One of the functions of ancient scribes was to record economic activity, which would mean keeping count of various trade items; for example, 5 cows, 17 bangles. Hence one of the obvious things to look for in Indus seals are signs which represent numbers.
According to one study based on statistical analysis, “U” is the symbol for 5. The number 6 was written either as “UI” or with six vertical strokes; ten was “UU”. What is interesting is that in Nagari, the sign for 5 is “U” with a tail added to it; “U” in Brahmi denotes pa, the first syllable of panca. The fish symbol, it is proposed, represents a higher number – 10 – and the trident sign, a multiplicative higher number.
That was a decade back. Now, based on an analysis of inscriptions on bas-relief tablets, incised tablet texts, and ceramics (pic), there are new proposals.
… indicating that the sign ‘V’ stood for a measure, a long linear stroke equalled 10, two long strokes stood for 20 and a short stroke represented one, according to Bryan Wells, who has been researching the Indus script for more than 20 years.Dr. Wells has proposed that “these sign sequences [sign ‘V’ plus numerals] are various values in the Indus volumetric system. The bas-relief tablets might have been used as ration chits or a form of pseudo-money with the repetitive use of ‘V’ paired with ||, |||, |||| relating to various values in the Indus volumetric system. The larger the ceramic vessel, the more strokes it has. This postulation can be tested by detailed measurements of whole ceramic vessels with clear inscriptions.” [Indus civilisation reveals its volumetric system]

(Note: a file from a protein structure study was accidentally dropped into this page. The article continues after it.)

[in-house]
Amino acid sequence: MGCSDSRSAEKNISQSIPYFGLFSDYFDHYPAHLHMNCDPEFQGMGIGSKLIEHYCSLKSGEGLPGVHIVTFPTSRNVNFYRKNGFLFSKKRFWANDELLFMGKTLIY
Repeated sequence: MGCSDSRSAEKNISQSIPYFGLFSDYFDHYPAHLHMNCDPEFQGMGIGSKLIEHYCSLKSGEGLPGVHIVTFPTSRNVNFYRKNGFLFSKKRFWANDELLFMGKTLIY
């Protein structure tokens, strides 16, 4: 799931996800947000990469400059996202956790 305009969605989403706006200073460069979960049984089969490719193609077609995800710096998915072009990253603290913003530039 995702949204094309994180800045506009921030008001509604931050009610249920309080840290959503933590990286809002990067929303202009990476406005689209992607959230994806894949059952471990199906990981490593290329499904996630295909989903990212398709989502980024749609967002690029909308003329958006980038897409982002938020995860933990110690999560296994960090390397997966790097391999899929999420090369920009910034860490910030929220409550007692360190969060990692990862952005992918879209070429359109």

So what is the basic measure here represented by “V” ?
When he measured their volumes, Dr. Wells found that the pot with three long strokes had an estimated volume of 27.30 litres, the vessel with six long strokes 55.56 litres and the one with seven 65.89 litres. Thus, the calculated value of one long stroke was 9.24 or approximately 10 litres.[Indus civilisation reveals its volumetric system]
This means that “V” stands for a specific volume and one though n long strokes are used to specify the exact values. The most common combinations are VII, VIII and VIIII making it a three tiered system, like the Tall, Grande and Venti at Starbucks. One theory is that this was a measure of grain paid as wages from the granary.
Besides this volumetric system, there is a unit of counting as well. When one long stroke is combined with seven short strokes, it represents 17 (10 + 7) as in 17 bangles. There is a rake sign which is read as 100 and a double rake as 200. Another important point is that, this system is used only in Harappa; bas-relief tablets are common in Harappa than other locations.
Since there are clues that some Indus seals were used in economic activity — seals found in Lothal warehouse had impressions of a coarse cloth on their reverse — this find that the tablets were used as ration chits or pseudo-money is not surprising. It would be interesting if this discovery is a key which can unlock other secrets held in the seals and tablets.
- Subhash C. Kak, “A FREQUENCY – ANALYSIS – OF – THE – INDUS – SCRIPT – PB – Taylor & Francis,” Cryptologia 12, no. 3 (1988): 129.
- Subhash C. Kak, “INDUS – AND – BRAHMI – FURTHER – CONNECTIONS – PB – Taylor & Francis,” Cryptologia 14, no. 2 (1990): 169.